Advanced glycation end-products (AGEs) of various forms are present in the diet, but also generated by our biochemistry as a form of metabolic waste. Some are short-lived and easily cleared by the body, but others are very persistent and form long-lasting cross-links that degrade tissue structure. Their growing presence is one of the contributing causes of degenerative aging, causing a range of effects such as inflammation, stiffening of blood vessels, loss of elasticity in skin, and loss of cartilage and bone strength.
Surprisingly, given how well this cause of aging is understood, there is comparatively little work on the development of therapies to clear the most prevalent AGEs, such as glucosepane in human tissues. Spurring progress in this field is one of the goals of the SENS Research Foundation, and the staff there coordinate early-stage research in a few laboratories, aiming to build the fundamental tools and methodologies needed to encourage a broader participation. The research linked below is one of many examples to demonstrate why we need AGE clearance as a part of any near-future rejuvenation toolkit, here focusing on the role of AGEs in encouraging cellular senescence and fibrosis:
The current study was carried out to evaluate the effect of advanced glycation end-products (AGE) on cardiac aging and to explore its underlying mechanisms. Neonatal rat cardiac fibroblasts were cultured and divided into four groups: control; AGE; AGE + receptor for AGE antibody and AGE + SB431542 (transforming growth factor-β [TGF-β]/Smad signaling pathway inhibitor, 10 μmol/L) group. After being cultured for 48 h, the cells were harvested and the senescence-associated beta-galactosidase expression was analyzed. Then the level of p16, TGF-β, Smad/p-smad and matrix metalloproteinase-2 was evaluated by western blot.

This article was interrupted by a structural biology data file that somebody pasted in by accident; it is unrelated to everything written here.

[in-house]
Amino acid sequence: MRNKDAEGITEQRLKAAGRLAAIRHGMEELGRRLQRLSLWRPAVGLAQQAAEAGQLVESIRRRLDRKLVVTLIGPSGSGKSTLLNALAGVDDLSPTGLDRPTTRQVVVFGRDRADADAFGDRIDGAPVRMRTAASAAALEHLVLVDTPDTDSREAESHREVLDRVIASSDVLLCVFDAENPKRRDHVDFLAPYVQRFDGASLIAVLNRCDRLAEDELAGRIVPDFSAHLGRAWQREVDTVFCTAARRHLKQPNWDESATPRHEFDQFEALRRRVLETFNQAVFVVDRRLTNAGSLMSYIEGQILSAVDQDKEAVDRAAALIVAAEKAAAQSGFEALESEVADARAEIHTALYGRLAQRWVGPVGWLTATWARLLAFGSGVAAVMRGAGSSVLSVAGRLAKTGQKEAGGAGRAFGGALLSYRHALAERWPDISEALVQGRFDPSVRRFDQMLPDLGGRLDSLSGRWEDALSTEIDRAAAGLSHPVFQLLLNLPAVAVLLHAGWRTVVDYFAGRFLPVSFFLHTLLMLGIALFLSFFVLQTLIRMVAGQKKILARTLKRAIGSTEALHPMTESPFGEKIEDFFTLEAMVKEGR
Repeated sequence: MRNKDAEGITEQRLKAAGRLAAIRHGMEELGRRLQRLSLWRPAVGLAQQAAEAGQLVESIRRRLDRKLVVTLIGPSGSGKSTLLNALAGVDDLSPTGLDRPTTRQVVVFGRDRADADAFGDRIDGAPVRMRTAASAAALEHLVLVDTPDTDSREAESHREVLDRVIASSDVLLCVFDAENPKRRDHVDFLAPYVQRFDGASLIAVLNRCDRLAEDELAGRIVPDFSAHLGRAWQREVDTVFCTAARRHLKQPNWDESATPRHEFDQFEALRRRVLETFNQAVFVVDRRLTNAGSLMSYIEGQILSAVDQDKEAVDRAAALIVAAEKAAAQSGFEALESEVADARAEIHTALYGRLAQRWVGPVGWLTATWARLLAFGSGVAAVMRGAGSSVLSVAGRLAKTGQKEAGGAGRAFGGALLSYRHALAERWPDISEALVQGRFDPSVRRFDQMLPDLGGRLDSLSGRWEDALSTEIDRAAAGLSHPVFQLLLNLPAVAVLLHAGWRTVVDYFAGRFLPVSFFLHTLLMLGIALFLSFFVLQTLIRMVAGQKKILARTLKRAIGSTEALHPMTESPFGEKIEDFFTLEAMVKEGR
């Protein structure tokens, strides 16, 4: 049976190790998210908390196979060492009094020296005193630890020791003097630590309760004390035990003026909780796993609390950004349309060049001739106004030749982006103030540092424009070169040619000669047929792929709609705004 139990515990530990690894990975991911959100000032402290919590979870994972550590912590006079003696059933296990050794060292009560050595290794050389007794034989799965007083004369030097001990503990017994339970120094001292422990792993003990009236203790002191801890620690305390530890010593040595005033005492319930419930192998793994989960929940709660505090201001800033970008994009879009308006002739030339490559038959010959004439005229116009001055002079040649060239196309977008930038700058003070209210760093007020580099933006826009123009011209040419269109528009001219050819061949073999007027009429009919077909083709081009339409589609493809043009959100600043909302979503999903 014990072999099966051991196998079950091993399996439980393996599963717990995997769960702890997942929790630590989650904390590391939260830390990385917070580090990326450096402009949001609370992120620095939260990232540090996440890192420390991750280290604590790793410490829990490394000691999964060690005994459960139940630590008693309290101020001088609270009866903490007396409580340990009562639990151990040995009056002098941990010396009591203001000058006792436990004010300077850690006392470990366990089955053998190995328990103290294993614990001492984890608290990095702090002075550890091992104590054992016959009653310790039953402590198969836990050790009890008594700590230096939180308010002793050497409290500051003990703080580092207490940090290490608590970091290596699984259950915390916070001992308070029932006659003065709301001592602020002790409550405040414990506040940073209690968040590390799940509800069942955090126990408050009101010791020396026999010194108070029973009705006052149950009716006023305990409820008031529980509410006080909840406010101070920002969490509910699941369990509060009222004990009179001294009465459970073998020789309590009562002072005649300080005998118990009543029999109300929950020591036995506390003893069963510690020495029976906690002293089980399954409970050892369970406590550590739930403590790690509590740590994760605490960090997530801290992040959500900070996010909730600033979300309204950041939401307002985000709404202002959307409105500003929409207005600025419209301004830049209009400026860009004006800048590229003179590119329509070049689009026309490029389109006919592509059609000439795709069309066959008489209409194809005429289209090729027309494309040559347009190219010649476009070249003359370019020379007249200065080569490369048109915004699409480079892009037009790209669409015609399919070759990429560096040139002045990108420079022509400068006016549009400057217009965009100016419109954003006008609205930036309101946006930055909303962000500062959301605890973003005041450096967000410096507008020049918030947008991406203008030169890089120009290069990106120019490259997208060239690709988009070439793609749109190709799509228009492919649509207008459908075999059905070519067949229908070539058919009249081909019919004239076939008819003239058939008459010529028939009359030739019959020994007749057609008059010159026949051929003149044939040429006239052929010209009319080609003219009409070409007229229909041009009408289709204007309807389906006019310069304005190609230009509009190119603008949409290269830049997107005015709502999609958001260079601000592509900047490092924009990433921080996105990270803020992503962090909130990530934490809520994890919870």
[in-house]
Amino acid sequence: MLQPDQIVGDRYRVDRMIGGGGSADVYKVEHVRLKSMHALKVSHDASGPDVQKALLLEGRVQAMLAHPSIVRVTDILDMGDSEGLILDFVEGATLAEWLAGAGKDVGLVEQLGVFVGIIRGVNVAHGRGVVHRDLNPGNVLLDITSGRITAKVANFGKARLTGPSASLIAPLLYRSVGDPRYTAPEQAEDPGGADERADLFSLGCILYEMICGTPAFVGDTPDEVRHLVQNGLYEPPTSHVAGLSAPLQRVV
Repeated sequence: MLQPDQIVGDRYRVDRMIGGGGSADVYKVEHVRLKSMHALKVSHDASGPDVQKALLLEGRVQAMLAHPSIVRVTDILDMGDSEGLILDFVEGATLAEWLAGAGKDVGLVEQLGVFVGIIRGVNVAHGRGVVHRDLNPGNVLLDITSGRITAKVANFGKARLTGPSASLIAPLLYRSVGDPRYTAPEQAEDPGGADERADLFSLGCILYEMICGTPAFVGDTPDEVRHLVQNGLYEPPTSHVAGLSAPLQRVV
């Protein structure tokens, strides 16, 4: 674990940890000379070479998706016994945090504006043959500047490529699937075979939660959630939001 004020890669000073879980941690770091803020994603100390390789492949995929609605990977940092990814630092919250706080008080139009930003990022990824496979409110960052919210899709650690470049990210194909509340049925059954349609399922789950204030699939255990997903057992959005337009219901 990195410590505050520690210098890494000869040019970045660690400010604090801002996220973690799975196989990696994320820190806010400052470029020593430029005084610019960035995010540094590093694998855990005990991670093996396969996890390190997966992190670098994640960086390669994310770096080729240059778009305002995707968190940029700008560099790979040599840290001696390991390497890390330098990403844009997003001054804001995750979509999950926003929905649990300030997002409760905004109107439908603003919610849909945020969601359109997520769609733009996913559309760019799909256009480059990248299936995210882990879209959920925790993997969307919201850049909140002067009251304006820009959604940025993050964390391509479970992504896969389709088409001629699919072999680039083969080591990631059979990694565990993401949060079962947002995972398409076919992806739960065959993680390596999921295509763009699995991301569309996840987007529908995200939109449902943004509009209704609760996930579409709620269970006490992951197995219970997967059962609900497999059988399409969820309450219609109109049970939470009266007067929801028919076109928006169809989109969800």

Significantly increased senescence-associated beta-galactosidase activity as well as p16 level was observed in the AGE group. Furthermore, AGE also significantly increased the TGF-β1, p-smad2/3 and metalloproteinases-2 expression in cardiac fibroblasts. Meanwhile, either pretreatment with receptor for AGE antibody or SB431542 significantly inhibited the upregulated cardiac senescence (beta-galactosidase activity and P16) and fibrosis-associated (TGF-β1, p-smad2/3 and metalloproteinases-2) markers induced by AGE. Taken together, all these results suggested that AGE are an important factor for cardiac aging and fibrosis, whereas the receptor for AGE and TGF-β/Smad signaling pathway might be involved in the AGE-induced cardiac aging process.